TWENTIETH CENTURY FOX FILM NOIR (AZTEC)

This four-disc box set of film noir from the 1940’s displays a rare kind of diversity and depth. Of course we know that noir sprang from the cynicism and uncertainty post WW2 and these films are not only brimming with double crosses and dames you can’t trust, but also a morality, a sense of family that is rare in the genre.

Henry Hathaway’s The Dark Corner, possibly the most conventional noir here, manages to marry many conventions, a private detective caught in a frame, an innocent dame who loves him and mysterious dapper gentleman possibly behind it all. Interestingly the dame is actually Lucille Ball in a rare dramatic role. “I feel all dead in side. I’m backed up in a dark corner and I don’t know who’s hitting me,” mourns the detective as the police and the criminals close in.

Cry of the City, directed imaginatively by Robert Siodmak is so much more than the sum of its parts. In fact it’s hard not to see parallels with Michael Mann’s Heat in it’s portrayal of the complex of the complex relationship between a cop and a criminal in the dark expressionist streets New York’s lower East Side.

House of Strangers is a flashback tale of an immigrant patriarch Edward G Robinson in a breakout performance, who’s success and a banker and standing in the community blinds him to the anger and greed of his sons, forced to endure their fathers old world habits. It’s the tale of a family at war with itself and previously has been labelled as The Godfather in reverse.

The standout though is Nightmare Alley, a dark tale of the rise and fall of a gifted con man who begins as a low life Carney, using his friends as a stepladder on his rise to the top. This is probably the most mean spirited in the collection, grim and harsh, a world way from stylised expressionistic private detectives and crooked cops. This film is dirty and mean and doesn’t hold back.

Bob Baker Fish

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Fragmented Films 9th April 09

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Just so we’re clear that Import Export (Accent) is an art film, it contextualises its shocking and gratuitous moments, then acts all innocent and pretends not to enjoy them, leaving us to do its dirty work and cast judgement. Yet it still goes much further than it needs to, such as when the young Austrian drop-kick walks in on his sleazy stepfather having what he refers to as an ‘anatomy lesson,’ bending over a Ukrainian prostitute and telling her to stick her fingers in her ass – and that’s only the beginning of a scene that gets much much worse. There’s a matter of factness to the way it’s all filmed, like it’s simply a collection of events that just happened to be captured on film. It’s a grim exploration into poverty and morality from Ulrich Seidl (Dog Days), delving into those uncomfortable prejudices that we’d prefer not to think about. It’s a tale of two journeys, a young Ukrainian woman leaves her child and a career in nursing and internet porn behind for the promise of a better life as a cleaner in Austria and our aforementioned Austrian drop-kick gets a job delivering candy machines with his step father in the Ukraine. The scenes in an elderly hospital in particular are incredible, the patients are impossibly old and it’s difficult to imagine they are even acting. And maybe they’re not, as Seidl in the extra features mentions he uses non professional actors and never writes dialogue, offering what some critics have called a ‘grotesque realism,’ to the film. Despite the grimness of the economic inequality, Seidl mines unexpected moments of humor, warmth and beauty within the despair. His film is messy like life, highly stylized and beautifully crafted, though also an intensely powerful and confronting cinematic experience.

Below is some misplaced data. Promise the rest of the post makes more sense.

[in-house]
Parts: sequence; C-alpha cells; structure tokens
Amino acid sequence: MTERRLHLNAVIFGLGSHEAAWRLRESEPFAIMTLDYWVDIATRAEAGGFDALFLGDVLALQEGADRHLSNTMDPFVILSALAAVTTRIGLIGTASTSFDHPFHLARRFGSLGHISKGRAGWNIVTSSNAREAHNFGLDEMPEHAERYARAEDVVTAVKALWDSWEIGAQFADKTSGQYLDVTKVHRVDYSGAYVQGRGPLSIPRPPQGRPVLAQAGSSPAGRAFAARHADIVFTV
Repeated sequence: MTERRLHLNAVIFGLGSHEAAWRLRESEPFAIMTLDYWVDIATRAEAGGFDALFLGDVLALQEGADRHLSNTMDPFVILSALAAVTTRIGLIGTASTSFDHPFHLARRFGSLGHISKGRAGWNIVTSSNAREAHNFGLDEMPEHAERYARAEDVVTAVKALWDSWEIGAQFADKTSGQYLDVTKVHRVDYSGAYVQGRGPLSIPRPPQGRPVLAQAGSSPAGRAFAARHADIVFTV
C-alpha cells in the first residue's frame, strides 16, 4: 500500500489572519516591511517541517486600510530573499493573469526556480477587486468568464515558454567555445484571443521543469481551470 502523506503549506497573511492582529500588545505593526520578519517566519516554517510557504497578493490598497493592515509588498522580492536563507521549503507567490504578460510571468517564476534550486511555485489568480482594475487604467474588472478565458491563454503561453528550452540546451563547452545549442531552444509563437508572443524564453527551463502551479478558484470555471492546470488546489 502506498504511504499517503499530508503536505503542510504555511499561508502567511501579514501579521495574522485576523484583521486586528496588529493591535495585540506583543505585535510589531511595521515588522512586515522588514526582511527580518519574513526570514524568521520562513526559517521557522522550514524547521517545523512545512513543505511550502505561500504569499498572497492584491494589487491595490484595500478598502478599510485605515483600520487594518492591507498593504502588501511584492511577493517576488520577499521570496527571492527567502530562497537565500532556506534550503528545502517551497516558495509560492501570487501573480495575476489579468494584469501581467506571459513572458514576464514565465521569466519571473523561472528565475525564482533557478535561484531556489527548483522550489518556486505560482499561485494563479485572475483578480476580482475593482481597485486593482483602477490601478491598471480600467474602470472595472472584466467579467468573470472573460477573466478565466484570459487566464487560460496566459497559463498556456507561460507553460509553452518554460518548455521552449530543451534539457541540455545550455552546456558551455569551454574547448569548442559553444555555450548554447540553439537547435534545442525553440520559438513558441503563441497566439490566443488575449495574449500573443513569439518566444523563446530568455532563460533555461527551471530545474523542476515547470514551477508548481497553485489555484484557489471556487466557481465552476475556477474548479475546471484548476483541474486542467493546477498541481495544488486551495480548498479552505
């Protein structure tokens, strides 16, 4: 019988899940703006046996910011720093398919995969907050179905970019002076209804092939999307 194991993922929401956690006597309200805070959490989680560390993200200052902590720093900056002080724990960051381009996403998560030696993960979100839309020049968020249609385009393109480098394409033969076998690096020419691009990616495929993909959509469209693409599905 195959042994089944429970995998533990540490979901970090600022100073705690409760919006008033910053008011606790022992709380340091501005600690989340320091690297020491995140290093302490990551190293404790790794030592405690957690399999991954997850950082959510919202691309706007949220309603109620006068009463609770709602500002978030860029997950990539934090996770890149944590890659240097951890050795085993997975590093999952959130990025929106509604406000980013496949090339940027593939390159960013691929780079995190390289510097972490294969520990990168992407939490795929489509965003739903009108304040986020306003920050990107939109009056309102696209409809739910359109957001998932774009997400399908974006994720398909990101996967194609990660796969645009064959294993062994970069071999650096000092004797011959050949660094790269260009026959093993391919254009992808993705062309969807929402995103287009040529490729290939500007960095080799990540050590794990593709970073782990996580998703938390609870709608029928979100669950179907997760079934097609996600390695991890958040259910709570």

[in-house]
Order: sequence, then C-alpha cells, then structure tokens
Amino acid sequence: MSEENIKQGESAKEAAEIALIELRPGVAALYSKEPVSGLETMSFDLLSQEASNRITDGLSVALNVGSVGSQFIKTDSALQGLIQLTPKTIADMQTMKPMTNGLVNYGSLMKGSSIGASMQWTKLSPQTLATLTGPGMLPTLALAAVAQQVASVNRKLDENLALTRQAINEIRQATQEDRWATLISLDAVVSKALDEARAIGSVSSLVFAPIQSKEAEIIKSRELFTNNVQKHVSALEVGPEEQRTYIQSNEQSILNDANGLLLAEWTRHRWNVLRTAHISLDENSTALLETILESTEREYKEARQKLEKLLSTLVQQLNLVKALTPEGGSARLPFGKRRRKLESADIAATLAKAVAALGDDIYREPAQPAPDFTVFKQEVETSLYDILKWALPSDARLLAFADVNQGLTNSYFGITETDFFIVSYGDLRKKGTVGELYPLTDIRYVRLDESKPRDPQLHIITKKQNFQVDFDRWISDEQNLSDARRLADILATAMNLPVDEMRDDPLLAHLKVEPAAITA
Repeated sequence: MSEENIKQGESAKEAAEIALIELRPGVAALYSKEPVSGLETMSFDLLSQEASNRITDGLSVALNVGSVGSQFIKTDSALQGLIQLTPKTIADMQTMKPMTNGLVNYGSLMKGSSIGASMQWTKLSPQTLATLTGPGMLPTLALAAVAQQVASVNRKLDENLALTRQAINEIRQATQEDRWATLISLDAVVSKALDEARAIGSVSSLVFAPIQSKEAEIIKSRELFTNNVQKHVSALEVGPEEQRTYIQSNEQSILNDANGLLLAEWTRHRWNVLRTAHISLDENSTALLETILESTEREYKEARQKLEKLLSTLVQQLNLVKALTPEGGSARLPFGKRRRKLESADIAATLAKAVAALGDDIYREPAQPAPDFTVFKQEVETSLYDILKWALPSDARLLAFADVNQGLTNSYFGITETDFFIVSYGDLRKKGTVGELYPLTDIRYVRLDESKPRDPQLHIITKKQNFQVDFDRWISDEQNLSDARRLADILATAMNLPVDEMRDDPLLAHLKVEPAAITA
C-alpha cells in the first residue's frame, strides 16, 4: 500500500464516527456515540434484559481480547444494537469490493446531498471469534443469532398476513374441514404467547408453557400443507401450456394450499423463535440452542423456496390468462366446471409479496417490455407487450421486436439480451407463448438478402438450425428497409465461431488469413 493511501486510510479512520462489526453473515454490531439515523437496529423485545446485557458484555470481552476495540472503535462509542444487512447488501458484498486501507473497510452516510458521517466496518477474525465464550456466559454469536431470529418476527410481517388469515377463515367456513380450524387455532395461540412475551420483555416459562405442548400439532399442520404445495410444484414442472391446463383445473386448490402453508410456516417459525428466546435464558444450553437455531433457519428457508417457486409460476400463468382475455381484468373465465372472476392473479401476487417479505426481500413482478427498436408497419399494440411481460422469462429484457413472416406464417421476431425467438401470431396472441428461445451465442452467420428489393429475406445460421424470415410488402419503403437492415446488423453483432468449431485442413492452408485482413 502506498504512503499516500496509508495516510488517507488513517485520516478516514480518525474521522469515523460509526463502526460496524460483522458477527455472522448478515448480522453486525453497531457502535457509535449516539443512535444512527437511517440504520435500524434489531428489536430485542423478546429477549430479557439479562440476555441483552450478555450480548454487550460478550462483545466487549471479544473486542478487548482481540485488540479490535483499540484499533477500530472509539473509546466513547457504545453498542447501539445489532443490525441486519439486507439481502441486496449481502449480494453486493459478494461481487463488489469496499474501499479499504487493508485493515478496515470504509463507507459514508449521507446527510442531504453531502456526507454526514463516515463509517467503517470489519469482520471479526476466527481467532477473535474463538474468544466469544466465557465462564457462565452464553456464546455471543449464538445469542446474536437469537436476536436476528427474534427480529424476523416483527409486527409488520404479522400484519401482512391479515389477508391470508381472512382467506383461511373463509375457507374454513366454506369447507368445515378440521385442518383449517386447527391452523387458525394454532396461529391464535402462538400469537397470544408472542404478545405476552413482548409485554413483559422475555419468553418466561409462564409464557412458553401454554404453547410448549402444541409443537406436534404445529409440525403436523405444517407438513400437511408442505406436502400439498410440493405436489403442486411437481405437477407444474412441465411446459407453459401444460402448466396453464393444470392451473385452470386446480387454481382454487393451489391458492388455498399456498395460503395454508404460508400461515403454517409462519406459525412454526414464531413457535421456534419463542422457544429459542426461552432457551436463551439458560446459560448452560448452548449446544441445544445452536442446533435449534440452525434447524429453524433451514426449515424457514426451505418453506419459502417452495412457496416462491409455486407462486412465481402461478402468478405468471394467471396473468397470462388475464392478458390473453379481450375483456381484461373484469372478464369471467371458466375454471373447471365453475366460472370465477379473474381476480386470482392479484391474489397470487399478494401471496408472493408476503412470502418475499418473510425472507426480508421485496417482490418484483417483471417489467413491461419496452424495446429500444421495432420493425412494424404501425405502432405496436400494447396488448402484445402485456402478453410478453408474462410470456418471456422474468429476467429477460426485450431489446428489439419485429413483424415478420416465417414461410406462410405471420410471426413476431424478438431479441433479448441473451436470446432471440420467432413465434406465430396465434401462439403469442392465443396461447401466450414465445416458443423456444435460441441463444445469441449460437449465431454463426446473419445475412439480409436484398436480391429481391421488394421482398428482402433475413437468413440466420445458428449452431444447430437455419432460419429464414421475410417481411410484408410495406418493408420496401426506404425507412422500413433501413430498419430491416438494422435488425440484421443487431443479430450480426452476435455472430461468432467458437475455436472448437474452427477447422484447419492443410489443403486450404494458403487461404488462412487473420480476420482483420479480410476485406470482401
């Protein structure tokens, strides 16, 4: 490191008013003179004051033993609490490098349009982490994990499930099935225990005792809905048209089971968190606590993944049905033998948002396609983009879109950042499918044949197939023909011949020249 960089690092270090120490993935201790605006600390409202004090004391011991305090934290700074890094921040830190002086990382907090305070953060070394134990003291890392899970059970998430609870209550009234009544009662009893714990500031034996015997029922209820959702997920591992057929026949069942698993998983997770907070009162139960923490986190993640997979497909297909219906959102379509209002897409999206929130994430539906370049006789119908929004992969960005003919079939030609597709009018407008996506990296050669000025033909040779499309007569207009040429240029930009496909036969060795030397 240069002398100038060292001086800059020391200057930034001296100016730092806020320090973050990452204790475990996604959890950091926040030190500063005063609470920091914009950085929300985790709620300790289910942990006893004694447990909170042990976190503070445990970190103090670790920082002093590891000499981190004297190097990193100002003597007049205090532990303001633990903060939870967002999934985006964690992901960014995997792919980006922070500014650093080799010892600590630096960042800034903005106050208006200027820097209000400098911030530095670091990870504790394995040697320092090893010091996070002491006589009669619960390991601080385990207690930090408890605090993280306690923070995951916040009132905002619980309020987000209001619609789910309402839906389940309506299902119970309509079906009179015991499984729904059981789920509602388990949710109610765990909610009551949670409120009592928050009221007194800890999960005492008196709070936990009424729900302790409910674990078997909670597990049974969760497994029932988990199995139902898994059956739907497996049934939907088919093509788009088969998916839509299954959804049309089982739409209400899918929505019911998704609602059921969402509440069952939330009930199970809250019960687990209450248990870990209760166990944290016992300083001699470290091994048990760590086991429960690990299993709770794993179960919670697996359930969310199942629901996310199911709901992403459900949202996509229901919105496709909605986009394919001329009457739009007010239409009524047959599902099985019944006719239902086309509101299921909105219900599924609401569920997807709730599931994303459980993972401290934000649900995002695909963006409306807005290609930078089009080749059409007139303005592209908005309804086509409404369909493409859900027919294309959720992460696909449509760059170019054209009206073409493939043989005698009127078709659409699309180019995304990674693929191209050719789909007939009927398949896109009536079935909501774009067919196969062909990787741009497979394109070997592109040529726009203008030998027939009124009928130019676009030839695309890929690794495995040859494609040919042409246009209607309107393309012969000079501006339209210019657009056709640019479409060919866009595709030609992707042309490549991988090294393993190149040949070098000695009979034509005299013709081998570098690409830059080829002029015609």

Patrick (Umbrella) is one of the seedier (read better) examples of Ozploitation, where a comatose young murderer develops the horn for his nurse and conspires to wreak havoc on any of her prospective suitors. He does this of course without moving a muscle, without blinking, just spitting occasionally. He’s evil, telekinetic, immobile and horny, a pretty special combination. He’s also not altogether subtle in letting the object of his desires know how he feels. Whilst typing a memo his nurse drifts into a daydream. She then looks back at what she’s written. ‘Patrick wants his hand job now.’ It all comes across as a b-grade Alfred Hitchcock homage (rip off), something director Richard Franklin (Psycho 2) acknowledges proudly in his commentary, and he should be proud. Patrick is a cracker.

Ministry of Fear (Directors Suite) is an incredible film noir from German expatriate Fritz Lang (Metropolis). It’s a 1944 adaptation from a Graham Greene novel that sends you on your ass immediately and has you breathlessly playing catch up from then on in. It’s equally measured and ludicrous with great performances from Ray Milland wondering why everyone is so obsessed with cake, and dapper noir sleaze-bag Dan Duryea. Lang’s Western Union (Directors Suite) however is a little less exhilarating, a by the numbers matinee Western which despite some curious point of view shots from buffalos at the beginning plays it nice and predictable for your sunday afternoon viewing.

If the sight of Ghandi attempting to bone Mary Kate Olsen isn’t disturbing enough then perhaps the fact that Sir Ben Kingsley plays a psychiatrist swapping therapy for pot may give you some insight into the disarray at the core of The Wackness (Madman). It’s self conscious American indie cool cinema with a Cameron Crowe like nostalgia for 1994, for coming of age and for troubled folks finding solace in each other. There are some genuine moments of humour and invention here and Ghandi is like we’ve never seen him before, repeatedly hilarious, totally unhinged, swallowing every drug he can find and dispensing curious advice and counseling to our dope dealing teen hero.